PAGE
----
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Yahoo's Great Transformation

Dancing with the Enemy


Dancing with the Enemy

Source:Kuo-Tai Liu

Feeling the squeeze from microblogs and web-based communities, Yahoo is fighting back – with open arms, and a centralized strategy that puts Yahoo Taiwan on the global stage. But will it work?



Dancing with the Enemy

By Sherry Lee, Chao-Yen Lu
From CommonWealth Magazine (vol. 436 )

In late 2009 Yahoo Taiwan underwent a hush-hush metamorphosis. Overnight, the familiar red and yellow logo that greeted millions of visitors on Yahoo Taiwan's homepage every day changed to the global logo, in Yahoo's corporate color purple.

The new homepage of now features a customizable "my favorites" menu on its left side, which includes links to rival websites such as Facebook.

Not long ago Yahoo Asia boss Rose Tsou boldly declared in front of some 800 advertisers, "The era of openness has arrived," as she explained why Yahoo now allows users to incorporate services and content from other companies.

Under pressure from intensifying competition in cyberspace, Yahoo has been boldly talking about a more "open" strategy for a couple of years. But now it seems it has truly begun to "dance with the enemy."

Similarly, sweeping changes are occurring at the offices of Yahoo Taiwan on Roosevelt Road in downtown Taipei. What used to be a predominantly Taiwanese workforce now includes many foreign faces – engineers and project managers from India, South Korea, Britain and the United States. Roughly 500 of Yahoo Taiwan's employees – more than half of its total workforce – have received new job descriptions that include supporting regional or global product services, making cross-national virtual conferences a common part of their daily routines.

Tsou, who was promoted from managing director of Yahoo Taiwan to managing director of Yahoo Asia two years ago, flies to Silicon Valley once a month for meetings with top Yahoo executives. Charlene Hung, who succeeded Tsou as managing director of Yahoo Taiwan, is used to working overtime. She even sent her 13-year-old daughter to Calgary in Canada as an exchange student to help her become more independent, but also to free herself up to focus on her demanding job. These women executives, their families and their employees are enduring the arduous experience of transformation, necessitated by the rapid changes occurring both at the Yahoo mother company and in the global Internet business.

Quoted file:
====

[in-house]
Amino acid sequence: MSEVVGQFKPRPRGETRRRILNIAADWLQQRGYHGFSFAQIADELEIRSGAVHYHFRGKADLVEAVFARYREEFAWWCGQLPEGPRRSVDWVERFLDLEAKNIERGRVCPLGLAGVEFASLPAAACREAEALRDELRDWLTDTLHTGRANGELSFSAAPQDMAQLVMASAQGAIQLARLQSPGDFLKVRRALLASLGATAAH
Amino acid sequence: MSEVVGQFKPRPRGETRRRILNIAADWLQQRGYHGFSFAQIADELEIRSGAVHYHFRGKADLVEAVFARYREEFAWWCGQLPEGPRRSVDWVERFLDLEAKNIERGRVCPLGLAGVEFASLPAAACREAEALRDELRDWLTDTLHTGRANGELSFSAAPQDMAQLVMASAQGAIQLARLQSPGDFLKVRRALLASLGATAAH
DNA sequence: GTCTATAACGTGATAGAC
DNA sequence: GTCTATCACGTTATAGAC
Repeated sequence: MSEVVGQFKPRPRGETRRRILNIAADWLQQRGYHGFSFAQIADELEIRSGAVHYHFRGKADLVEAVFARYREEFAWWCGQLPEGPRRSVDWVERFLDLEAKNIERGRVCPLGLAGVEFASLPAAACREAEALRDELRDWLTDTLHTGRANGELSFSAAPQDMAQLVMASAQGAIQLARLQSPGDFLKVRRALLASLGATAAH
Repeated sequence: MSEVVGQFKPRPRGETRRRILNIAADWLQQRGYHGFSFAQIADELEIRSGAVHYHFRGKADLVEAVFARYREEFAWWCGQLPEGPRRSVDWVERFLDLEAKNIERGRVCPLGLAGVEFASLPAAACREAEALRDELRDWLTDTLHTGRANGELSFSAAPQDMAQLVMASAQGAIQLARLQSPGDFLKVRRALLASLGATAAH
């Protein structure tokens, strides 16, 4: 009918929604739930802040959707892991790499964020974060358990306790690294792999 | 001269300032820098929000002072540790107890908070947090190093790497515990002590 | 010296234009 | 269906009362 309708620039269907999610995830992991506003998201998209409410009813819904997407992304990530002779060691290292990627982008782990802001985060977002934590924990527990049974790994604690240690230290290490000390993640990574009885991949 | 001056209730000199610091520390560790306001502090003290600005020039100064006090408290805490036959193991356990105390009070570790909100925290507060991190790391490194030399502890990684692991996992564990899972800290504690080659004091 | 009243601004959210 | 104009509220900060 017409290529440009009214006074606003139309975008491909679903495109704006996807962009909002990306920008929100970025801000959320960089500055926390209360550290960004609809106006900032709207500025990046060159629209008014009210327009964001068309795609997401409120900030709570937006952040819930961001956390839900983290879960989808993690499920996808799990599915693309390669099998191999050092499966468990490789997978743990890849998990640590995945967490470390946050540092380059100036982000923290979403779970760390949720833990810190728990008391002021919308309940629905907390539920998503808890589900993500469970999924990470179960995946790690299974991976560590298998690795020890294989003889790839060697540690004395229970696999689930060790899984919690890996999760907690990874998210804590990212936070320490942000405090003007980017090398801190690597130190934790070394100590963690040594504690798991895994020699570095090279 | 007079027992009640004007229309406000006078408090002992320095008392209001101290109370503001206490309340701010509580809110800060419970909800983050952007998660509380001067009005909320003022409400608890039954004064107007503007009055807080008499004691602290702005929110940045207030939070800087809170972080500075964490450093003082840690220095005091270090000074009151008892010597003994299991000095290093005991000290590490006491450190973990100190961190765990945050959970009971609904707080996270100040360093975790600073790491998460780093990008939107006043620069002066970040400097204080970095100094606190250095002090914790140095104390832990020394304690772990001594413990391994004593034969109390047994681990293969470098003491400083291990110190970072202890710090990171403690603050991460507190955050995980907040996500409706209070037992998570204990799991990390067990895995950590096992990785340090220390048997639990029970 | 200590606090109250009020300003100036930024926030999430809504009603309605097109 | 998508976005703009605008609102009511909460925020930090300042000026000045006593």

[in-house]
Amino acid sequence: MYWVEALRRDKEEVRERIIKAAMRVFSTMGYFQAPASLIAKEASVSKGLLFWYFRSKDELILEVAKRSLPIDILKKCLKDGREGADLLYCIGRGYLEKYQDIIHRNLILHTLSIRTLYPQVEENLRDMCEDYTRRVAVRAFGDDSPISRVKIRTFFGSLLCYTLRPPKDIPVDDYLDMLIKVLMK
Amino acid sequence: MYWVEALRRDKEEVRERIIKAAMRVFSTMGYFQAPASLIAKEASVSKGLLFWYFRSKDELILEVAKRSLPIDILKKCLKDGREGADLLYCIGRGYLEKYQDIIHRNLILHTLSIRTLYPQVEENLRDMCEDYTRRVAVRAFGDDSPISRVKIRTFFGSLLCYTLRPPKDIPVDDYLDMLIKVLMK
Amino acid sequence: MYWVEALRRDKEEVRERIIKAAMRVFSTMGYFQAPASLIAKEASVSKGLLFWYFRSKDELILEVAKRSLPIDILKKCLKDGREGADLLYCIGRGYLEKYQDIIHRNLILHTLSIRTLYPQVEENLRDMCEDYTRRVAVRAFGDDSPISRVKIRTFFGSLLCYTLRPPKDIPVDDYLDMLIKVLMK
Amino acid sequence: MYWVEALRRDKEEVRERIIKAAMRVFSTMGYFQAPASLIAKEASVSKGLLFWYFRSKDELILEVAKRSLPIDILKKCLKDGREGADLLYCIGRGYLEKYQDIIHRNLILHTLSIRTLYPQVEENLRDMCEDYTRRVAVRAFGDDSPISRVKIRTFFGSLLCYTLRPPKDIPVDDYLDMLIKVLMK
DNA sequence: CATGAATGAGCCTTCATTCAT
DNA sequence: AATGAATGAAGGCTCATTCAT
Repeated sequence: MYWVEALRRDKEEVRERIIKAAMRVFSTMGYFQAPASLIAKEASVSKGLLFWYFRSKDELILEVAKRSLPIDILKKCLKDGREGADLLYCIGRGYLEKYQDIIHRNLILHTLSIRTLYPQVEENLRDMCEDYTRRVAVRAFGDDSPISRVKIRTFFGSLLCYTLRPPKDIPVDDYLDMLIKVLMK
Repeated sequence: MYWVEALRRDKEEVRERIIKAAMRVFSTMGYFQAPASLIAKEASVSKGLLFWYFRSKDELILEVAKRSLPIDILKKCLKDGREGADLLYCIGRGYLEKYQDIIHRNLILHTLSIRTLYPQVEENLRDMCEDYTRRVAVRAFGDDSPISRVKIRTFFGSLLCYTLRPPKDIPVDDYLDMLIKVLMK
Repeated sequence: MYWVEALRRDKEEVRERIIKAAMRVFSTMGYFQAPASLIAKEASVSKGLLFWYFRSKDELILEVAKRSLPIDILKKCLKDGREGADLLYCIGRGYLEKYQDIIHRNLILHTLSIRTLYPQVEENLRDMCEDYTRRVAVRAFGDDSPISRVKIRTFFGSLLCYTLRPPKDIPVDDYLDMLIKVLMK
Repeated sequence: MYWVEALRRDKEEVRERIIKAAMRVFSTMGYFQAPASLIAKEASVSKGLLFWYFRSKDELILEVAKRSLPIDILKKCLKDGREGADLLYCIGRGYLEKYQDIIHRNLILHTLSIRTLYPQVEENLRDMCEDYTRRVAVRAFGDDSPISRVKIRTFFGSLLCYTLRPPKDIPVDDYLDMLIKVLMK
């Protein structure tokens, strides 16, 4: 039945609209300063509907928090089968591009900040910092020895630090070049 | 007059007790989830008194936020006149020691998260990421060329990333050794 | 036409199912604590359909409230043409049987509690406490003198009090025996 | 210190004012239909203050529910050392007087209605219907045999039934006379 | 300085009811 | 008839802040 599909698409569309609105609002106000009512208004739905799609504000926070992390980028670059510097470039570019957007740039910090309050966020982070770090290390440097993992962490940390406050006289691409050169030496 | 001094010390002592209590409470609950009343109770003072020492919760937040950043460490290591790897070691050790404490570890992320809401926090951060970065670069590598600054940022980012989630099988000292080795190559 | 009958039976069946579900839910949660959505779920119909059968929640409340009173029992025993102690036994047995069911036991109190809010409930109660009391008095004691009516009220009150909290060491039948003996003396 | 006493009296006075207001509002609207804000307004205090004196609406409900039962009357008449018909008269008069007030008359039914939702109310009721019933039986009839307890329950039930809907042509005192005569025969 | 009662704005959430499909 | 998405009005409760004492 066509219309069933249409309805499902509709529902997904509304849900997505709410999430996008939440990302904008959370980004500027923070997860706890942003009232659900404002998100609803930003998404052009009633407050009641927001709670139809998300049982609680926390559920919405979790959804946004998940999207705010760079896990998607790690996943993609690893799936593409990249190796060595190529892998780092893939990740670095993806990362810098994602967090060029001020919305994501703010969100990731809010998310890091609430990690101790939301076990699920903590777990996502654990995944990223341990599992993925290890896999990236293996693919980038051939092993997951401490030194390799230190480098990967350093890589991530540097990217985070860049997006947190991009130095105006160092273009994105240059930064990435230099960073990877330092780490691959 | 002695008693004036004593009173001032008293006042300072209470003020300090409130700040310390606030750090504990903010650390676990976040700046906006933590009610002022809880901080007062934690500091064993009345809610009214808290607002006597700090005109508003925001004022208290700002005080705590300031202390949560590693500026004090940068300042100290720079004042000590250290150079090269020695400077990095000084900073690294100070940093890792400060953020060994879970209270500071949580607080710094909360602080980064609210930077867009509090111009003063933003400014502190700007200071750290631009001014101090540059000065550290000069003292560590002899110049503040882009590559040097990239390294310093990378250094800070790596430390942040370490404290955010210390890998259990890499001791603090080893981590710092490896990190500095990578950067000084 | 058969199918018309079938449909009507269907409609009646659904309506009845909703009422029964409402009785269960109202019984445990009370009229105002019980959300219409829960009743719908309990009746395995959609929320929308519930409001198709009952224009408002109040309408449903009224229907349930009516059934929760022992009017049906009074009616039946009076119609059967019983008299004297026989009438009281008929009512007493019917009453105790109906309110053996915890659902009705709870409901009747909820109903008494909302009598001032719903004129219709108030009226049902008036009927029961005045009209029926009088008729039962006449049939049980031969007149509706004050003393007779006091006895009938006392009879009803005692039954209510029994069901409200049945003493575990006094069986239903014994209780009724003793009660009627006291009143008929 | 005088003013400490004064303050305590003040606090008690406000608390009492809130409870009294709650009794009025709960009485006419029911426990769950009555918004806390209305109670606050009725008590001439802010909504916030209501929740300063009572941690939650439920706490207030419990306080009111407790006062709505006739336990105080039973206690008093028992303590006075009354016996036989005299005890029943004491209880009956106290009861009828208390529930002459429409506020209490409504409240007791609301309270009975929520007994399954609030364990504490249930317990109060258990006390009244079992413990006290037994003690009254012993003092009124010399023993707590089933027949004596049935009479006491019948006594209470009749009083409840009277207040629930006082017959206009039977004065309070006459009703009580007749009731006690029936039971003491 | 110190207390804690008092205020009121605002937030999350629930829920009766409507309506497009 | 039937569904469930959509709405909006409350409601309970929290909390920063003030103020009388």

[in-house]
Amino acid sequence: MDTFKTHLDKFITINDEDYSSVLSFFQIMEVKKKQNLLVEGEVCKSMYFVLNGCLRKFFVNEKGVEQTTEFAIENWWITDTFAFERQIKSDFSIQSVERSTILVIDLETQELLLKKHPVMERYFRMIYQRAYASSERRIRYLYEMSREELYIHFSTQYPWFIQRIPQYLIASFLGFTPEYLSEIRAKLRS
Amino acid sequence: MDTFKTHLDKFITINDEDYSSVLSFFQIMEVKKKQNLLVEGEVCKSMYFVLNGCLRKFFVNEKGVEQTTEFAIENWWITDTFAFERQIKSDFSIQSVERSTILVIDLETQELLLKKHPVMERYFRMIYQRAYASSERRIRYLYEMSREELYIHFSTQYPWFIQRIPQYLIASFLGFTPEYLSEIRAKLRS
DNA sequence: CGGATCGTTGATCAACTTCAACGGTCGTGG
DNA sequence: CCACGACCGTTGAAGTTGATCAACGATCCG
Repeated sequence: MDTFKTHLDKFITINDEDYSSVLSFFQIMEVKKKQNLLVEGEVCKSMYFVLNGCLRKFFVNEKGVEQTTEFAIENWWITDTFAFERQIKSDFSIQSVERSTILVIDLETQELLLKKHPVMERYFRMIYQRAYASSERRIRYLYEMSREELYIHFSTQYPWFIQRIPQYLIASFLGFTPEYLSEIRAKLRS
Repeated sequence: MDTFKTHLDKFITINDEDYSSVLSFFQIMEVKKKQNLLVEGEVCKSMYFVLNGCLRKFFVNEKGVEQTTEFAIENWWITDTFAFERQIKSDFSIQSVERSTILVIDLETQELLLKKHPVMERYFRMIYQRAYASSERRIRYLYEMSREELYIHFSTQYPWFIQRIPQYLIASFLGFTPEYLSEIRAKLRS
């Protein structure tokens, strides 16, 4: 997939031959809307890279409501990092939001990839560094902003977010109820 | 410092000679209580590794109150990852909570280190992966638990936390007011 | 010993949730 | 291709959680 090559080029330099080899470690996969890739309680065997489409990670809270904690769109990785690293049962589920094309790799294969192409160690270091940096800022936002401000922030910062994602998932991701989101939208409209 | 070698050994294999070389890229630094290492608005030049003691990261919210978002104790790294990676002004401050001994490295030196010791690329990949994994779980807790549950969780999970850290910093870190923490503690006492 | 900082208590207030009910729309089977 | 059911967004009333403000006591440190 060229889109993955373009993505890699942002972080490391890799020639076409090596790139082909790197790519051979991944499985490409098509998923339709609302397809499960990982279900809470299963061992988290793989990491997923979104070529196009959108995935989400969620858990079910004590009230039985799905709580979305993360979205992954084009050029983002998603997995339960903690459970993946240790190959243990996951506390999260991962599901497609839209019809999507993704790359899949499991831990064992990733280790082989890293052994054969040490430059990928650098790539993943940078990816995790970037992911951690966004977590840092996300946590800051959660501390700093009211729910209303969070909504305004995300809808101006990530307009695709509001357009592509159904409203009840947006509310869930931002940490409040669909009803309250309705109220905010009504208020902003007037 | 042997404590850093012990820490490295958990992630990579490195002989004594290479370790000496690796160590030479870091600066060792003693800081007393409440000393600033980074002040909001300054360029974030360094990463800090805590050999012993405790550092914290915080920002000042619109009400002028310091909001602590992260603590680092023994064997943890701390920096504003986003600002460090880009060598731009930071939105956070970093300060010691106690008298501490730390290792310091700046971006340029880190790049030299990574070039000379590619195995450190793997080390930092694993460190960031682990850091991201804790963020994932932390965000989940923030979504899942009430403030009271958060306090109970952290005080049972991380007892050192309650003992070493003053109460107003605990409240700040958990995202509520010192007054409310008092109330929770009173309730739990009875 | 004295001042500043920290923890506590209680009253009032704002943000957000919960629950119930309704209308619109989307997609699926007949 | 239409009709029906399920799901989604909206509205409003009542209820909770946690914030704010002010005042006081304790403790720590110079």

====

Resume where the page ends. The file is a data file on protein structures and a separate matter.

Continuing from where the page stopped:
Since its founding in 1999, Yahoo Taiwan has generated a number of miracles. It has the third highest revenue of Yahoo's 40 country websites, behind Yahoo US and Yahoo UK & Ireland (although its share of overall revenue is only in the single-digits). Yahoo Taiwan's workforce is also the third biggest, right behind those in the U.S. and India.

Moreover, Yahoo Taiwan knows how to make a lot of money. Last year Yahoo Taiwan raked in almost NT$3.4 billion in advertising revenue, accounting for 70 percent of Taiwan's total online advertising. With its e-commerce services the company hopes to achieve a sales target of NT$30 billion this year, which would be almost on a par with Taiwan's second largest department store chain, Pacific Sogo.

During the last decade Yahoo resembled a closed department store with an all-round selection. As soon as users got on the Internet, they would start spending time inside the Yahoo megasite. But thanks to the emergence of community websites such as Facebook and Twitter, the success of microblogs and the growing popularity of Google's search engine and Google Apps, netizens are no longer that dependent on Yahoo.

While Yahoo Taiwan is still the No. 1 in the Taiwanese market, the latest access rating online (ARO) figures by Internet market research firm InsightXplorer show that in September the average length of visit per unique visitor to the Facebook and Yahoo Taiwan websites stood at 382 seconds and 179 seconds respectively. Yahoo is already advertising its e-commerce services on Facebook, hoping to lure users back to the Yahoo homepage.

Not only is Yahoo struggling to maintain its position against web-based communities, it also faces growing competition in its traditional stronghold – e-mail services. ARO figures show that except for younger age groups under 19, the number of Yahoo Mail users is on the decline for all other age groups.

Although Yahoo Taiwan still holds 60 percent of the search engine market, Google Taiwan is catching up rapidly, having grown from a 22-percent market share three years ago to 40 percent now.

The behavior of Internet users is constantly changing and impossible to control. As a result, Yahoo decided to open up its homepage, in order to consolidate its own competitive advantage – high page views.

Opening the Gates to the Enemy?

Using an application programming interface, Yahoo last year enabled its Yahoo Answers and Yahoo Maps to interlink with other websites and blogs.

Within the company the new policy of "collaborating with the enemy" is not undisputed. Proponents believe it will help Yahoo, while critics fear it will actually strengthen its competitors. But company leaders are still confident that the open strategy will work.